Review: ‘Heathers the Musical’ by Wildwood Summer Theater

With book, music, and lyrics by Laurence O’Keefe and Kevin Murphy, Heathers the Musical is a faithful rock musical adaptation of the 1988 hit film Heathers, a dark comedy complete with a confused protagonist named Veronica, three mean girls named Heather, and Veronica’s psychotic boyfriend JD.

Originally an off-Broadway production, the show, like the film, has enjoyed cult hit status and is enjoying a resurgence in popularity, with a new production about to premiere on London’s West End. Wildwood Summer Theater’s production, which is acted and crewed exclusively by young adults between the ages of 14 and 25, does the musical justice with extremely strong performances from the young cast, eliciting cheers from the audience throughout the show.

Taking on the starring role of Veronica is Becca Glatt, who held the audience in the palm of her hand from the very first line. Ms. Glatt just graduated from UMBC with a degree in Chemical Engineering and is about to start a new job with IBM. I hope she’ll make time for community theater once she starts working because it would be a shame to never see her perform again.

Glatt’s voice is pure and strong and her chemistry with co-star JD, very well played by Jehan Silva, who was also the show’s fight choreographer and projections assistant, was apparent and made the very extreme relationship feel natural and authentic. Silva’s JD is funnier than others I’ve seen, which actually made me like him more. Don’t worry, he’s still brooding and dark, but with an extra bit of irony mixed in.

The three Heathers, played by Julie O’Hara (Heather Chandler), Olivia Speck (Heather McNamara), and Alexis Leder (Heather Duke) work well together as part of the Heathers team, but Julie O’Hara’s Heather Chandler was particularly strong, especially in the second act where she appears as a ghost serving as the voice of Veronica’s conscience. I appreciated how the two remaining Heathers distinguished themselves as characters once they were able to step out of Heather Chandler’s shadow.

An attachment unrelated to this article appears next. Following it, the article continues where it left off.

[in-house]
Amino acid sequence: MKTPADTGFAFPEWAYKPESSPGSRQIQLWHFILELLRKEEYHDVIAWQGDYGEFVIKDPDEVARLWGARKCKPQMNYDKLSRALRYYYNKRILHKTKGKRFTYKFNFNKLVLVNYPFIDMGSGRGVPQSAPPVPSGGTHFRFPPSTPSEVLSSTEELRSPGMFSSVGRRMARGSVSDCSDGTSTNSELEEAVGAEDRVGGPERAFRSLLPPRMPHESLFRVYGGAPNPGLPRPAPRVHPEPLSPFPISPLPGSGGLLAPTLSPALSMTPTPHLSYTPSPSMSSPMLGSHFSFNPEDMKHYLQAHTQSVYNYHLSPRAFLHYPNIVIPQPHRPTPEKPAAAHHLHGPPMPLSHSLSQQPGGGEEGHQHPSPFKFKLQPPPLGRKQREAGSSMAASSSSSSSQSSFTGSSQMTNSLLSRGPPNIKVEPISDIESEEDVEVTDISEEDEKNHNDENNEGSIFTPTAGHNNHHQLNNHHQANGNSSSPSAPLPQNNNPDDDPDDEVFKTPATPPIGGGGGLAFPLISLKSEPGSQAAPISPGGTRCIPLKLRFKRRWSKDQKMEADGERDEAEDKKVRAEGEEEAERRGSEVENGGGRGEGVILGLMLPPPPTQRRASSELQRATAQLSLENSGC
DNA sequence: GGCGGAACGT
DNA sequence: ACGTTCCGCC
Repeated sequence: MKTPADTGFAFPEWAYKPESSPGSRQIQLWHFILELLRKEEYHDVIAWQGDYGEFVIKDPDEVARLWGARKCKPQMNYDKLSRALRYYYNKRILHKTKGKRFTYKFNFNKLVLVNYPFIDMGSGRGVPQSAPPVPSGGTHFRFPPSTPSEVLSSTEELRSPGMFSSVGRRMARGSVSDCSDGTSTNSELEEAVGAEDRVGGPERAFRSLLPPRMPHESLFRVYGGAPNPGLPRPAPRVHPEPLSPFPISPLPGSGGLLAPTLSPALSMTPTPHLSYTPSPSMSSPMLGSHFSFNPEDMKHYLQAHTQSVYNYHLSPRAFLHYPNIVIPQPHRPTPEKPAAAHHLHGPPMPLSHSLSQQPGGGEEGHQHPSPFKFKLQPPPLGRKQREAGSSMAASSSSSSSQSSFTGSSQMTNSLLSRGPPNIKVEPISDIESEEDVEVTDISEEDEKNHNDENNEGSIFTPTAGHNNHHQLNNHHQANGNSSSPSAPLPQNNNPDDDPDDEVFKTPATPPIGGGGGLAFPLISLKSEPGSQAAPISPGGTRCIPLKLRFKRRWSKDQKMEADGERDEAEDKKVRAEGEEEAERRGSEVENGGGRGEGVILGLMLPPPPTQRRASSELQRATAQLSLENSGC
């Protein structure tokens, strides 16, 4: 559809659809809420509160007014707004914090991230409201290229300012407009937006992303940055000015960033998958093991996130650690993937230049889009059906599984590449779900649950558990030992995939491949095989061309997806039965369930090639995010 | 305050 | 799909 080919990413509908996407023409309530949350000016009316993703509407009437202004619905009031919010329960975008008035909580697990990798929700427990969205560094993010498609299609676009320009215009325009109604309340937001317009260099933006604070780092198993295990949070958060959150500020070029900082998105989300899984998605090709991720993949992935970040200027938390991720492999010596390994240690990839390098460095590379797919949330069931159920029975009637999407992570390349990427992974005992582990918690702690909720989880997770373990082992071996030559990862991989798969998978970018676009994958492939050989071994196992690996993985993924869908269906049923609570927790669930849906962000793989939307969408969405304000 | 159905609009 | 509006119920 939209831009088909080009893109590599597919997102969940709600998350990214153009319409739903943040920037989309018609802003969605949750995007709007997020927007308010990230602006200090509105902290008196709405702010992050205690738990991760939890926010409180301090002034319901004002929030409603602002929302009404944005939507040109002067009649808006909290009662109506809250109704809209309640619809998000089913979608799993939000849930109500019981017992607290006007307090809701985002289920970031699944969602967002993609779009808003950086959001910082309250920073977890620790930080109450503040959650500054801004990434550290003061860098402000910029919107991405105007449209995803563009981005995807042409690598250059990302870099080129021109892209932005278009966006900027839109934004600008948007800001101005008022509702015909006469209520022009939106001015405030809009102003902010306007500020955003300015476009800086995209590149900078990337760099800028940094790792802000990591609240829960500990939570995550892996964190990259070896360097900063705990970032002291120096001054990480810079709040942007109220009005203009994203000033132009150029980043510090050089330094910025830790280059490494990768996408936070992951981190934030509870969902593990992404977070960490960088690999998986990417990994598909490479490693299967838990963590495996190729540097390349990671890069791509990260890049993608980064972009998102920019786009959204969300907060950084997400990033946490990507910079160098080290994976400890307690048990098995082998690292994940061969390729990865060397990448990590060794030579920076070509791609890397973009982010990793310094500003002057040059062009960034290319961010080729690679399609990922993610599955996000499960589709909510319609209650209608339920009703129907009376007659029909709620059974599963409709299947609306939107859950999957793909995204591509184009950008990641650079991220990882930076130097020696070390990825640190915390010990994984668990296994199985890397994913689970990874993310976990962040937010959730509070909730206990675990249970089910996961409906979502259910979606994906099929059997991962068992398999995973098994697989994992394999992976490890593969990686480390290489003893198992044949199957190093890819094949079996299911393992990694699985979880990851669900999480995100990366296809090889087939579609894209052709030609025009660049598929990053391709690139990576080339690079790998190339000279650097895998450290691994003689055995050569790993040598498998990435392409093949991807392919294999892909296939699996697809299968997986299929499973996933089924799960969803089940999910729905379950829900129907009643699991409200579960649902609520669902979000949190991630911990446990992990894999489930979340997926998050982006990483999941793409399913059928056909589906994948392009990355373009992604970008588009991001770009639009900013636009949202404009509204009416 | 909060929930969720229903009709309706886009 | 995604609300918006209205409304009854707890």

The jocks of the story, Judah Canizares as Ram Sweeney and Maxim Sobchenko as Kurt Kelly, were pitch perfect. Canizares and Sobchenko easily imbued these characters with such a mean streak and lack of brains that you don’t even feel bad for their untimely demise.

If you are a fan of the cast album, you’ll notice that the main song sung by this duo, “Blue,” has been deleted from the production and replaced with another song called “You’re Welcome.” This change comes from the creators of the show who felt that “Blue” “lacked any real or human insight into the idea of date rape and the culture of teenage male entitlement that allows it to exist.” I admit that I wasn’t a fan of “Blue” and didn’t feel like this new song was any better, but you be the judge. You’ll also find a few other changes to the cast album, some I appreciated, and some were a bit jarring, but for newbies, the entire book should feel seamless.